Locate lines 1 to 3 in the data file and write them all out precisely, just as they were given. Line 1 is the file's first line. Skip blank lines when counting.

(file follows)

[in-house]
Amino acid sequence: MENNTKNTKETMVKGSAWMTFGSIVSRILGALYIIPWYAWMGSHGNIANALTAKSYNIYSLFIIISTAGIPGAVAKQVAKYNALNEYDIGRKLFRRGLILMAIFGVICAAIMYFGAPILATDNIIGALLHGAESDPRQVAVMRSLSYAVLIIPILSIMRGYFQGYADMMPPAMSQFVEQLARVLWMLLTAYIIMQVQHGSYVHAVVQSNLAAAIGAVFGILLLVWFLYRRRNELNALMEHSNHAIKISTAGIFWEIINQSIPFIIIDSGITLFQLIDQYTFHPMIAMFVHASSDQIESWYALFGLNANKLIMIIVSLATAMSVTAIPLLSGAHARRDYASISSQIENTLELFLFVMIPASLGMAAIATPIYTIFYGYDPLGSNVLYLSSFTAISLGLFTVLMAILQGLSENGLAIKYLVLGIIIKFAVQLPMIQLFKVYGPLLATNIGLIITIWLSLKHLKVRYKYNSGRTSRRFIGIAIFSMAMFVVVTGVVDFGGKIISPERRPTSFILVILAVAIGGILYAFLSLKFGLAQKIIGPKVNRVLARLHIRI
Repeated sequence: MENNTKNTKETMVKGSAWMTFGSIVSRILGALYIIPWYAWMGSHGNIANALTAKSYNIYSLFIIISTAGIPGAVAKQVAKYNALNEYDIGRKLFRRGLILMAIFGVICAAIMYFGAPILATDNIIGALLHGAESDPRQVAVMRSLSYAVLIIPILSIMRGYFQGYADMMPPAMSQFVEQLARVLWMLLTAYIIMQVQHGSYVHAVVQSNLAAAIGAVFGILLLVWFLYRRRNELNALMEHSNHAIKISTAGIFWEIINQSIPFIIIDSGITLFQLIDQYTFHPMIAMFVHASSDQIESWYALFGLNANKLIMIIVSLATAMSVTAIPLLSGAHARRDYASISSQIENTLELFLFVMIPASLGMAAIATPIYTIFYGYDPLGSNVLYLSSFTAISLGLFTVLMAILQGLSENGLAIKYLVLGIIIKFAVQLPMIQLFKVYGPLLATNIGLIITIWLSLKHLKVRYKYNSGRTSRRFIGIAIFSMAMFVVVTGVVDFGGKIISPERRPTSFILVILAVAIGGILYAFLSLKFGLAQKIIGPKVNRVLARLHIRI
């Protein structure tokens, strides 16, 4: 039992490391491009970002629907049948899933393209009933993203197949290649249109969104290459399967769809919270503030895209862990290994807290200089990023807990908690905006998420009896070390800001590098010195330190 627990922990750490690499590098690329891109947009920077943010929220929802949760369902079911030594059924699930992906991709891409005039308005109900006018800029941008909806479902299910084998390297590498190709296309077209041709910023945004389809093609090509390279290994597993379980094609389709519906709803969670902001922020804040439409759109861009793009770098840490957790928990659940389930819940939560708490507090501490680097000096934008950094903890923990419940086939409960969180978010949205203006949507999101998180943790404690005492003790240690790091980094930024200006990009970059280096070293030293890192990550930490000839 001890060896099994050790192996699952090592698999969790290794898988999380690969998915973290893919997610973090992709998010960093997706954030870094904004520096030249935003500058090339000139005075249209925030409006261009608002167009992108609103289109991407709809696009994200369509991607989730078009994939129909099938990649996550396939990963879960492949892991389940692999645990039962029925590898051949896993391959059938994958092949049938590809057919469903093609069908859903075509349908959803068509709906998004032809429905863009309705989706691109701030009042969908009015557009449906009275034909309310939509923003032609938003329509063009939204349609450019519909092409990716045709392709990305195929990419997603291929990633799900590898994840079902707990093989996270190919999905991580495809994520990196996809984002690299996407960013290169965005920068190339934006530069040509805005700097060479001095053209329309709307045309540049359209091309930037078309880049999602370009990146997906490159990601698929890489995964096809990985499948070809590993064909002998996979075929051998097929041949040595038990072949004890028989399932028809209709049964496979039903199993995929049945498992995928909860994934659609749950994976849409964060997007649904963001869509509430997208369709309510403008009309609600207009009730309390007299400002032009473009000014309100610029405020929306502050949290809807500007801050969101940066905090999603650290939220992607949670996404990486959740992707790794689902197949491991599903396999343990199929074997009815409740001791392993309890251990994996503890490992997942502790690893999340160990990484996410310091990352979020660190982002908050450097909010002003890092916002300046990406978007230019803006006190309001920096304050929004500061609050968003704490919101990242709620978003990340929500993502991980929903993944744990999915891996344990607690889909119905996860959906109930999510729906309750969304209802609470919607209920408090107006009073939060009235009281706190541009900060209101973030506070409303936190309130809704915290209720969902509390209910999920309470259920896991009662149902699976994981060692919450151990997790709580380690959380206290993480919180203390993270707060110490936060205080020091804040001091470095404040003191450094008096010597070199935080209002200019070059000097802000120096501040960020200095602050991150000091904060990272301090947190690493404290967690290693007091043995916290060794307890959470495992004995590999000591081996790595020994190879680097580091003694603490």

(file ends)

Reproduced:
[in-house]
Amino acid sequence: MENNTKNTKETMVKGSAWMTFGSIVSRILGALYIIPWYAWMGSHGNIANALTAKSYNIYSLFIIISTAGIPGAVAKQVAKYNALNEYDIGRKLFRRGLILMAIFGVICAAIMYFGAPILATDNIIGALLHGAESDPRQVAVMRSLSYAVLIIPILSIMRGYFQGYADMMPPAMSQFVEQLARVLWMLLTAYIIMQVQHGSYVHAVVQSNLAAAIGAVFGILLLVWFLYRRRNELNALMEHSNHAIKISTAGIFWEIINQSIPFIIIDSGITLFQLIDQYTFHPMIAMFVHASSDQIESWYALFGLNANKLIMIIVSLATAMSVTAIPLLSGAHARRDYASISSQIENTLELFLFVMIPASLGMAAIATPIYTIFYGYDPLGSNVLYLSSFTAISLGLFTVLMAILQGLSENGLAIKYLVLGIIIKFAVQLPMIQLFKVYGPLLATNIGLIITIWLSLKHLKVRYKYNSGRTSRRFIGIAIFSMAMFVVVTGVVDFGGKIISPERRPTSFILVILAVAIGGILYAFLSLKFGLAQKIIGPKVNRVLARLHIRI
Repeated sequence: MENNTKNTKETMVKGSAWMTFGSIVSRILGALYIIPWYAWMGSHGNIANALTAKSYNIYSLFIIISTAGIPGAVAKQVAKYNALNEYDIGRKLFRRGLILMAIFGVICAAIMYFGAPILATDNIIGALLHGAESDPRQVAVMRSLSYAVLIIPILSIMRGYFQGYADMMPPAMSQFVEQLARVLWMLLTAYIIMQVQHGSYVHAVVQSNLAAAIGAVFGILLLVWFLYRRRNELNALMEHSNHAIKISTAGIFWEIINQSIPFIIIDSGITLFQLIDQYTFHPMIAMFVHASSDQIESWYALFGLNANKLIMIIVSLATAMSVTAIPLLSGAHARRDYASISSQIENTLELFLFVMIPASLGMAAIATPIYTIFYGYDPLGSNVLYLSSFTAISLGLFTVLMAILQGLSENGLAIKYLVLGIIIKFAVQLPMIQLFKVYGPLLATNIGLIITIWLSLKHLKVRYKYNSGRTSRRFIGIAIFSMAMFVVVTGVVDFGGKIISPERRPTSFILVILAVAIGGILYAFLSLKFGLAQKIIGPKVNRVLARLHIRI